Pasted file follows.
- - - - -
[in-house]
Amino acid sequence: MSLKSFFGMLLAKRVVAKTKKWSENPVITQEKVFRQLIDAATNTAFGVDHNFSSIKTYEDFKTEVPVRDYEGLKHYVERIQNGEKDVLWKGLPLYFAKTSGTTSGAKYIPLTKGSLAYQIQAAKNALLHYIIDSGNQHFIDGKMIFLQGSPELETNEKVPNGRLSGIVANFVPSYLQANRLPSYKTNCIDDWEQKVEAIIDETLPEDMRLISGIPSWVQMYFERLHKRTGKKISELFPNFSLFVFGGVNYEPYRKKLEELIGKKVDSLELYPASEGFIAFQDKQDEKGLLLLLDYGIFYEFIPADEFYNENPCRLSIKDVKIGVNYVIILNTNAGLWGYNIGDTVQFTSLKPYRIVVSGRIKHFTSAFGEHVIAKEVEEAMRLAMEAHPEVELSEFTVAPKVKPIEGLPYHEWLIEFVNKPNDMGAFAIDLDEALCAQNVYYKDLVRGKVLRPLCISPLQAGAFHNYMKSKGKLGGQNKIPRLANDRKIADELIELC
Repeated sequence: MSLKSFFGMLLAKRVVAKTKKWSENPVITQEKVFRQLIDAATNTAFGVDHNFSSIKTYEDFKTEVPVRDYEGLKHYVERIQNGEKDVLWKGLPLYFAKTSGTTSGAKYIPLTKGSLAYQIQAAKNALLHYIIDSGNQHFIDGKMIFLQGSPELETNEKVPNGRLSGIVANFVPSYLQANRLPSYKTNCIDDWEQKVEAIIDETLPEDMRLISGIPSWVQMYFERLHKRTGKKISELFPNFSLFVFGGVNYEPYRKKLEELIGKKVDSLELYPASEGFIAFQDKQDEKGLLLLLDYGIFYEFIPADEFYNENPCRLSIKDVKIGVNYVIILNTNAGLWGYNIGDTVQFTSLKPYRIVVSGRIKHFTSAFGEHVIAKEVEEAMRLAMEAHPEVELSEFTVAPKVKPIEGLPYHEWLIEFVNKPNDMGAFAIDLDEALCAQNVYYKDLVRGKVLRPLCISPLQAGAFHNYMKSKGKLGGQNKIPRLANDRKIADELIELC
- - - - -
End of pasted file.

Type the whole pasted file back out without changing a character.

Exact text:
[in-house]
Amino acid sequence: MSLKSFFGMLLAKRVVAKTKKWSENPVITQEKVFRQLIDAATNTAFGVDHNFSSIKTYEDFKTEVPVRDYEGLKHYVERIQNGEKDVLWKGLPLYFAKTSGTTSGAKYIPLTKGSLAYQIQAAKNALLHYIIDSGNQHFIDGKMIFLQGSPELETNEKVPNGRLSGIVANFVPSYLQANRLPSYKTNCIDDWEQKVEAIIDETLPEDMRLISGIPSWVQMYFERLHKRTGKKISELFPNFSLFVFGGVNYEPYRKKLEELIGKKVDSLELYPASEGFIAFQDKQDEKGLLLLLDYGIFYEFIPADEFYNENPCRLSIKDVKIGVNYVIILNTNAGLWGYNIGDTVQFTSLKPYRIVVSGRIKHFTSAFGEHVIAKEVEEAMRLAMEAHPEVELSEFTVAPKVKPIEGLPYHEWLIEFVNKPNDMGAFAIDLDEALCAQNVYYKDLVRGKVLRPLCISPLQAGAFHNYMKSKGKLGGQNKIPRLANDRKIADELIELC
Repeated sequence: MSLKSFFGMLLAKRVVAKTKKWSENPVITQEKVFRQLIDAATNTAFGVDHNFSSIKTYEDFKTEVPVRDYEGLKHYVERIQNGEKDVLWKGLPLYFAKTSGTTSGAKYIPLTKGSLAYQIQAAKNALLHYIIDSGNQHFIDGKMIFLQGSPELETNEKVPNGRLSGIVANFVPSYLQANRLPSYKTNCIDDWEQKVEAIIDETLPEDMRLISGIPSWVQMYFERLHKRTGKKISELFPNFSLFVFGGVNYEPYRKKLEELIGKKVDSLELYPASEGFIAFQDKQDEKGLLLLLDYGIFYEFIPADEFYNENPCRLSIKDVKIGVNYVIILNTNAGLWGYNIGDTVQFTSLKPYRIVVSGRIKHFTSAFGEHVIAKEVEEAMRLAMEAHPEVELSEFTVAPKVKPIEGLPYHEWLIEFVNKPNDMGAFAIDLDEALCAQNVYYKDLVRGKVLRPLCISPLQAGAFHNYMKSKGKLGGQNKIPRLANDRKIADELIELC